Huron Farms to Tables: Burdan's Red Cat takes on sourdough
BY SCOTT STEPHENSON
With a yard populated by a menagerie of recycled metal animal sculptures and brightly painted doors, Burdan’s Red Cat Bakery has a very playful attitude. But when it comes to their baked goods, they don’t mess around. The custom-built cast iron and brick oven dominates the space and stacks of sourdough proofing baskets reach up towards the ceiling, and on a typically busy Friday, a steady stream of customers moves in and out of the space. Some people were coming to check out the week’s selection of gluten-free options to fill their freezers, and some were just looking for a sweet treat to snack on at the picnic table outside. This place’s business is bread, no question.
Christian and Sophie Burdan came to Goderich from Europe, cats and sourdough starter in tow, with a plan to bring their bread-making skills to the people of Ontario’s West Coast. Selling their signature sourdough was the plan when they opened in 2011, but that turned out to be just the beginning for the Burdan family; currently the bakery sells heavy rye bread, soft baguettes, burger buns, fruit squares, homemade pasta and more. “This is what we did in France,” explained Sophie. “We baked bread and we sold bread… we needed our own bread here in Canada, because we are not that much into the fluffy bread here,” she laughed.
It took them two years to get their operation up and running. In that time, the cat the bakery is named after passed away, but other felines picked up his mantle, and continue to amuse bakery patrons to this very day. Those early times were exciting for the Burdans, but they were also full of trepidation. “The first year was a lot of education for the customers… I remember being concerned - would people here want our special bread? But they were just waiting for it.” Sophie made sure people understood the health benefits of their sourdough, giving talks and distributing flyers to the community.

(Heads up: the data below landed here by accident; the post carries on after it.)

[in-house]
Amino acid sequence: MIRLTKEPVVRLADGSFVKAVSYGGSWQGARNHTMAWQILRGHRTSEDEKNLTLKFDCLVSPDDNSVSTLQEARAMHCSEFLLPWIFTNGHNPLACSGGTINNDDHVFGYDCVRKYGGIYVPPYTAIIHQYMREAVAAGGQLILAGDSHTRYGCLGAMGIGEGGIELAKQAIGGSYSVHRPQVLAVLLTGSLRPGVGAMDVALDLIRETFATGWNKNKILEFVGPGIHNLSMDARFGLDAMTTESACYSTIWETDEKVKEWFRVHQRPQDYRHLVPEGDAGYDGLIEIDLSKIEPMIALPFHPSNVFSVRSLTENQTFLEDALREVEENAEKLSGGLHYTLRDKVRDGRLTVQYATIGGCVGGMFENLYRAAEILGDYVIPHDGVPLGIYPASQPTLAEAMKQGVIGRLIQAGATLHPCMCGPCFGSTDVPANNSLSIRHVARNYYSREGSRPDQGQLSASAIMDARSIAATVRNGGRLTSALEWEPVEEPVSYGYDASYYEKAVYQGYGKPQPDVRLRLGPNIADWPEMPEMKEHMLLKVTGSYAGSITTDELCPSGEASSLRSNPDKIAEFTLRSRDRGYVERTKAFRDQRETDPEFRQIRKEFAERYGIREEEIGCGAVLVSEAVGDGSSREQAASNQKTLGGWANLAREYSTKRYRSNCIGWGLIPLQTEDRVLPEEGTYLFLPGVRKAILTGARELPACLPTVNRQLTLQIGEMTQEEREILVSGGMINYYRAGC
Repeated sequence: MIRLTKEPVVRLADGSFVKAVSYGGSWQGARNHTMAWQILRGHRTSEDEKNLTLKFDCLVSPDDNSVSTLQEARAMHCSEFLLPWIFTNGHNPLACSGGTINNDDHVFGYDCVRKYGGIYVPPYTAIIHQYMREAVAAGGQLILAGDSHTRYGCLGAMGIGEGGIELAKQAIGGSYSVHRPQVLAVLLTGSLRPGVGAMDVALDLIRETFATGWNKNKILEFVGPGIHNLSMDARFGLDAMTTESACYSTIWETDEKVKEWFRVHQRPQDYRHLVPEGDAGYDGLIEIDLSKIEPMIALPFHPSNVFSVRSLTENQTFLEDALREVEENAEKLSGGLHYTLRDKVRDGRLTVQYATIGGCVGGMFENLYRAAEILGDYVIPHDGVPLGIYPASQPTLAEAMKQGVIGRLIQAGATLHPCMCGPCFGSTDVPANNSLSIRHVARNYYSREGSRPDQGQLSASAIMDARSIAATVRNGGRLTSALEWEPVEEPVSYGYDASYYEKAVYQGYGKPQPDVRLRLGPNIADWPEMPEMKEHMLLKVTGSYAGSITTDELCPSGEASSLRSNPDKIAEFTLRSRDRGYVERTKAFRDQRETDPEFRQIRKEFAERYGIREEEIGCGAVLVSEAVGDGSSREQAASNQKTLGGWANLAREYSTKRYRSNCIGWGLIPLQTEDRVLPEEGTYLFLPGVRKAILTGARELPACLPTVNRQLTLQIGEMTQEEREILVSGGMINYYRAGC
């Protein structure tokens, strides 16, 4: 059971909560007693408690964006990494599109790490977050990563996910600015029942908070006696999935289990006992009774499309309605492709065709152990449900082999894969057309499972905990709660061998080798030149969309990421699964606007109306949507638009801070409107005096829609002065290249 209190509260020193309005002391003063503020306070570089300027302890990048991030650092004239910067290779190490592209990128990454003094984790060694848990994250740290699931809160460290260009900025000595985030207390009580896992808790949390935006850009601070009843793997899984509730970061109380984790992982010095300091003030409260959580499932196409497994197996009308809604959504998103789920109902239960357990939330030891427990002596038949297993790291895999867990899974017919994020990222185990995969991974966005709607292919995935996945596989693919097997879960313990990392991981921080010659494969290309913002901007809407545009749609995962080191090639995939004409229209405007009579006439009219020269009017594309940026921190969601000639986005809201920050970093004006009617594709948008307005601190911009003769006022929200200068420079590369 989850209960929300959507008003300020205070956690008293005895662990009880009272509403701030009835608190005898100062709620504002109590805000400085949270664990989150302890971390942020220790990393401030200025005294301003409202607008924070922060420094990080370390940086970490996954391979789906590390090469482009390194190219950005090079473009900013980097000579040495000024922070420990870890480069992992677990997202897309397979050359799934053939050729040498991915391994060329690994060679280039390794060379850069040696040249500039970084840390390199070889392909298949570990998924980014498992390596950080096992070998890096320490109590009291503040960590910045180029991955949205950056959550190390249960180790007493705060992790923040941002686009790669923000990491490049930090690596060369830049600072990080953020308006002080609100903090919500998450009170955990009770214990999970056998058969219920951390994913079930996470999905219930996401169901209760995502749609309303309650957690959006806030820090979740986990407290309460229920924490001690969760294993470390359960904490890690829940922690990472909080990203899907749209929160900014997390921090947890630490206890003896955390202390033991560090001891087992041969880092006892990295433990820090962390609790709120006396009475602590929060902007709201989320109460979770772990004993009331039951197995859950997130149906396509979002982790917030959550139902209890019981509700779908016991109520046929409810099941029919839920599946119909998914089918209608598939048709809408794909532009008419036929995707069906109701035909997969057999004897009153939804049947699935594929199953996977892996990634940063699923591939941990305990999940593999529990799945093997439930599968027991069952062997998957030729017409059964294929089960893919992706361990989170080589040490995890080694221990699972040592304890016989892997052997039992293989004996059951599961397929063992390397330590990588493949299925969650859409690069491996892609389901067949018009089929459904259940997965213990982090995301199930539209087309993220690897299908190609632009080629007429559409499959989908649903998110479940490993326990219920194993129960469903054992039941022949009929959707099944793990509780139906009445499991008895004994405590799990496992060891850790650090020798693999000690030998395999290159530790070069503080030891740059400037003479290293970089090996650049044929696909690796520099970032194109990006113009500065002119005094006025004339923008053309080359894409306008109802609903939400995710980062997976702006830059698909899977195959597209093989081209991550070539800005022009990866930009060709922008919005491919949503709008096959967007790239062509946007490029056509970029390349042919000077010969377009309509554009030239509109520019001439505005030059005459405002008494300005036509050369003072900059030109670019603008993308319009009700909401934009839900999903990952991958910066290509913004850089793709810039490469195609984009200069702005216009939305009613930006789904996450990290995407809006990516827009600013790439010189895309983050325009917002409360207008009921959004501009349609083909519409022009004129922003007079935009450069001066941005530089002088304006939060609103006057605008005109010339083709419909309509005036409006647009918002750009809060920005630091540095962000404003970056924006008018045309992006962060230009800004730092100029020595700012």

Accessibility is also key to their business. “We always try to keep the price reasonable. Right now we’re still cheaper than the average grocery store, which I don’t know if that’s good for us, but it’s good for the customer!” There is also a mobile unit the family uses to sell bread and pastries at local markets, if you don’t happen to be anywhere near home base.
Helping people identify allergies and food sensitivities is also a Red Cat specialty. Some people who think they can’t eat bread just need to limit themselves to certain types of bread or modern additives, and the tightly controlled production at Red Cat, and the short list of ingredients in each baked item can help customers narrow down the list of possible problem areas.
While Red Cat does grow wheat and rye on their farm, they bring their grains to the local miller, and don’t necessarily get their own product back. “We sell them grain and we buy back flour,” explained Sophie. Does the family have any plans to open their own mill? Not at the moment - the Burdans, their children, and their expanding staff are too busy baking for the time being!